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What Roy Moore's loss says about smart politics

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Roy Moore’s party has been punished for his refusal to do the right thing. While some Republican leaders wanted him to drop out of the Alabama Senate race after nine women accused him of sexual misconduct against them when they were teenagers, Moore refused – and went on to lose to Democrat Doug Jones in a special election Tuesday. That means Democrats who fretted that Al Franken shouldn’t have been pushed out of the Senate over the sexual misconduct allegations against him were wrong.

Moore’s insistence on staying in the race underscores how differently the nation’s main political parties have responded when their members have been accused of sexual harassment and assault. While the Democratic Party has forced influential legislators like Michigan Representative John Conyers and Minnesota Senator Al Franken to resign, Moore was ultimately supported by the Republican National Committee, Senate Majority Leader Mitch McConnell and Trump himself – a man who not only has been accused of sexual harassment by at least 15 women but was caught on tape in 2005 boasting about kissing and groping women without their permission. (Republican congressman Trent Franks of Arizona resigned in response to sexual harassment allegations, but he did not face the public pressure from his party that Franken and Conyers did.)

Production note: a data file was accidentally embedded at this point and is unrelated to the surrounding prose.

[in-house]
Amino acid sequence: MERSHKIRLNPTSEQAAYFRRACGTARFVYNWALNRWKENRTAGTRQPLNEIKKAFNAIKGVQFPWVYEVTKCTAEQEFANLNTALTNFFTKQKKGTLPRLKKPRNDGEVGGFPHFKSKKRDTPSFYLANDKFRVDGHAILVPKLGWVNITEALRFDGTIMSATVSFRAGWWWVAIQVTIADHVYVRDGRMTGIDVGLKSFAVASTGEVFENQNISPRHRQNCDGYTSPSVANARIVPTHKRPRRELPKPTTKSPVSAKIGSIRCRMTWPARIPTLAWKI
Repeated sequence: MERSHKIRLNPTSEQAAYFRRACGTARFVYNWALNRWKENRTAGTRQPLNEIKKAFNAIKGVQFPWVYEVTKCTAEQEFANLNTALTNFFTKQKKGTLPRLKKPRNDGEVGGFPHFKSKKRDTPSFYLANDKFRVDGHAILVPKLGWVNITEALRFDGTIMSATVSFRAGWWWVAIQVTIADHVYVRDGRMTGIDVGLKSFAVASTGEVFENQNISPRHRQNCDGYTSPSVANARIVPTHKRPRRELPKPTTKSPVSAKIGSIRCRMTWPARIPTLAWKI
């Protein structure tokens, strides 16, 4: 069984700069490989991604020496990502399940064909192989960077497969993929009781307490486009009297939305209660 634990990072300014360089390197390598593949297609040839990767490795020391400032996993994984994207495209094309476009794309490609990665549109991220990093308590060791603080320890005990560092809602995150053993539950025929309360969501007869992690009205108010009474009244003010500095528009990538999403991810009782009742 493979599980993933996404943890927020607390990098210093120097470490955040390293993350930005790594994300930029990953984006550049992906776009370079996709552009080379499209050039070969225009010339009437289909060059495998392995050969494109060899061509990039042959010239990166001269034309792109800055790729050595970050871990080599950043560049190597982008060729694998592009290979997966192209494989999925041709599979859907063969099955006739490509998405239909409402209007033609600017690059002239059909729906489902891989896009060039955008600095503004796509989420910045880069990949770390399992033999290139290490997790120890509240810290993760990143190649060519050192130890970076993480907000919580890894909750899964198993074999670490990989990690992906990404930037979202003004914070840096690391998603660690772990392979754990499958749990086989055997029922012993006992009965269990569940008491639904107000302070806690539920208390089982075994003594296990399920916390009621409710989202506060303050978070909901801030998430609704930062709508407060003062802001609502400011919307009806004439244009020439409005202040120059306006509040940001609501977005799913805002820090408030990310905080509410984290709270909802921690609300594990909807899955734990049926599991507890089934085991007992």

Given this context, it’s tempting to say, as some liberals did on social media, that it’s wrong for Democrats to do the right thing by demanding more of their leaders. But the result in Alabama suggests that, aside from being right on the merits, dropping candidates who have........

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